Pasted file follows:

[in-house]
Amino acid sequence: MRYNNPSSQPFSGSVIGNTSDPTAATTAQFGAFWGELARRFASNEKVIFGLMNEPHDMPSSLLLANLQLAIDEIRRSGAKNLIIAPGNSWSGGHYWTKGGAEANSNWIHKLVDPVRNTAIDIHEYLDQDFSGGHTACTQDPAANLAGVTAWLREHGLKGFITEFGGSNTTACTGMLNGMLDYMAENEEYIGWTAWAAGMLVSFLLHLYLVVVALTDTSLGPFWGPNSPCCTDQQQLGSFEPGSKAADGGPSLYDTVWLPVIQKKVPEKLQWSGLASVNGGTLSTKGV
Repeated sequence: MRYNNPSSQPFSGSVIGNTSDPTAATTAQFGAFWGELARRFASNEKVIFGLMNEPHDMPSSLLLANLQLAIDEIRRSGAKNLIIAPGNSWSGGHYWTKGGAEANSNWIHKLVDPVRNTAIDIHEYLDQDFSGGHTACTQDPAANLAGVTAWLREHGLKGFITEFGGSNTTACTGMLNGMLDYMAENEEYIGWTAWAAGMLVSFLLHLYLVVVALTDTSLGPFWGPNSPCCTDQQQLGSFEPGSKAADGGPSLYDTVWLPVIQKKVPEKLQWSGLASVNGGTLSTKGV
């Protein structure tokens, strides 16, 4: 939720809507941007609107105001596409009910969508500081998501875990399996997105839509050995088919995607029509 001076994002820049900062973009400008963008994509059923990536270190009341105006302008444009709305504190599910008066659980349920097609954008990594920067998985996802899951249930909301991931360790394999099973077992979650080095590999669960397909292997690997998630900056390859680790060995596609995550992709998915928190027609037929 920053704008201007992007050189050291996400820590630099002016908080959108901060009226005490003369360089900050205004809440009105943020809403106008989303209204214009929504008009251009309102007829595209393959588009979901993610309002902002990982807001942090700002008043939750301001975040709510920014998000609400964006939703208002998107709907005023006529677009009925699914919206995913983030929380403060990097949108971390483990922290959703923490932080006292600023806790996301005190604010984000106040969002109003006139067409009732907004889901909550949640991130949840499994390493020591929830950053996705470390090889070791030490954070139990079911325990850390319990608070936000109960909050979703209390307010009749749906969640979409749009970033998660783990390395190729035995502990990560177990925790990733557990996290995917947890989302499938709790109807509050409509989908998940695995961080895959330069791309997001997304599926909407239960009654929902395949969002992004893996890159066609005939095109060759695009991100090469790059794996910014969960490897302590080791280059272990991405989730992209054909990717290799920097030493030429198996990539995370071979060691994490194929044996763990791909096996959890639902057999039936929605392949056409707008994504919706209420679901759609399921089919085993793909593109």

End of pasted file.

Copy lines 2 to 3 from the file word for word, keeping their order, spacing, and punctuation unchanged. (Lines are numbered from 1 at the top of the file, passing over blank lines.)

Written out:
Amino acid sequence: MRYNNPSSQPFSGSVIGNTSDPTAATTAQFGAFWGELARRFASNEKVIFGLMNEPHDMPSSLLLANLQLAIDEIRRSGAKNLIIAPGNSWSGGHYWTKGGAEANSNWIHKLVDPVRNTAIDIHEYLDQDFSGGHTACTQDPAANLAGVTAWLREHGLKGFITEFGGSNTTACTGMLNGMLDYMAENEEYIGWTAWAAGMLVSFLLHLYLVVVALTDTSLGPFWGPNSPCCTDQQQLGSFEPGSKAADGGPSLYDTVWLPVIQKKVPEKLQWSGLASVNGGTLSTKGV
Repeated sequence: MRYNNPSSQPFSGSVIGNTSDPTAATTAQFGAFWGELARRFASNEKVIFGLMNEPHDMPSSLLLANLQLAIDEIRRSGAKNLIIAPGNSWSGGHYWTKGGAEANSNWIHKLVDPVRNTAIDIHEYLDQDFSGGHTACTQDPAANLAGVTAWLREHGLKGFITEFGGSNTTACTGMLNGMLDYMAENEEYIGWTAWAAGMLVSFLLHLYLVVVALTDTSLGPFWGPNSPCCTDQQQLGSFEPGSKAADGGPSLYDTVWLPVIQKKVPEKLQWSGLASVNGGTLSTKGV